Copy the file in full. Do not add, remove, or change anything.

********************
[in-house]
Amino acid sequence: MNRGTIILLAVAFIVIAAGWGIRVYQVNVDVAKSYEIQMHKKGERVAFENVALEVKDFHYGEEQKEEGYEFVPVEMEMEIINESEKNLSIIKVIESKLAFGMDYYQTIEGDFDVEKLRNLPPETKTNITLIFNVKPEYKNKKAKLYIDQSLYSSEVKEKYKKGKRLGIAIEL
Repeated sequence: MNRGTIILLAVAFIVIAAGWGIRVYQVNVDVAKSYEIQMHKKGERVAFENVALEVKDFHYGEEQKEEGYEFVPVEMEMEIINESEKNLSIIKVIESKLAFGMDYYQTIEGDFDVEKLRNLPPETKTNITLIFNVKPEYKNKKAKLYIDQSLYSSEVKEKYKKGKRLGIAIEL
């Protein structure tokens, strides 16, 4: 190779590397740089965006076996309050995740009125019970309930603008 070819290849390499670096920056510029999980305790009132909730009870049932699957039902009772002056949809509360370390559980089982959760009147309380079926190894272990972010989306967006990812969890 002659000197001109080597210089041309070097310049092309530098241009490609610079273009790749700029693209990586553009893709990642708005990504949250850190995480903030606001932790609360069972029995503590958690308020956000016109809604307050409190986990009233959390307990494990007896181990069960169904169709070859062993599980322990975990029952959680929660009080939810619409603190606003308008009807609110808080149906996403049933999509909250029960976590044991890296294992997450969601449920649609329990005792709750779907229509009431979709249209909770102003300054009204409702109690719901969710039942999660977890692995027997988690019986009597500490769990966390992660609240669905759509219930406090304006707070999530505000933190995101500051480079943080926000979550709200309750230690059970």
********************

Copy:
[in-house]
Amino acid sequence: MNRGTIILLAVAFIVIAAGWGIRVYQVNVDVAKSYEIQMHKKGERVAFENVALEVKDFHYGEEQKEEGYEFVPVEMEMEIINESEKNLSIIKVIESKLAFGMDYYQTIEGDFDVEKLRNLPPETKTNITLIFNVKPEYKNKKAKLYIDQSLYSSEVKEKYKKGKRLGIAIEL
Repeated sequence: MNRGTIILLAVAFIVIAAGWGIRVYQVNVDVAKSYEIQMHKKGERVAFENVALEVKDFHYGEEQKEEGYEFVPVEMEMEIINESEKNLSIIKVIESKLAFGMDYYQTIEGDFDVEKLRNLPPETKTNITLIFNVKPEYKNKKAKLYIDQSLYSSEVKEKYKKGKRLGIAIEL
């Protein structure tokens, strides 16, 4: 190779590397740089965006076996309050995740009125019970309930603008 070819290849390499670096920056510029999980305790009132909730009870049932699957039902009772002056949809509360370390559980089982959760009147309380079926190894272990972010989306967006990812969890 002659000197001109080597210089041309070097310049092309530098241009490609610079273009790749700029693209990586553009893709990642708005990504949250850190995480903030606001932790609360069972029995503590958690308020956000016109809604307050409190986990009233959390307990494990007896181990069960169904169709070859062993599980322990975990029952959680929660009080939810619409603190606003308008009807609110808080149906996403049933999509909250029960976590044991890296294992997450969601449920649609329990005792709750779907229509009431979709249209909770102003300054009204409702109690719901969710039942999660977890692995027997988690019986009597500490769990966390992660609240669905759509219930406090304006707070999530505000933190995101500051480079943080926000979550709200309750230690059970």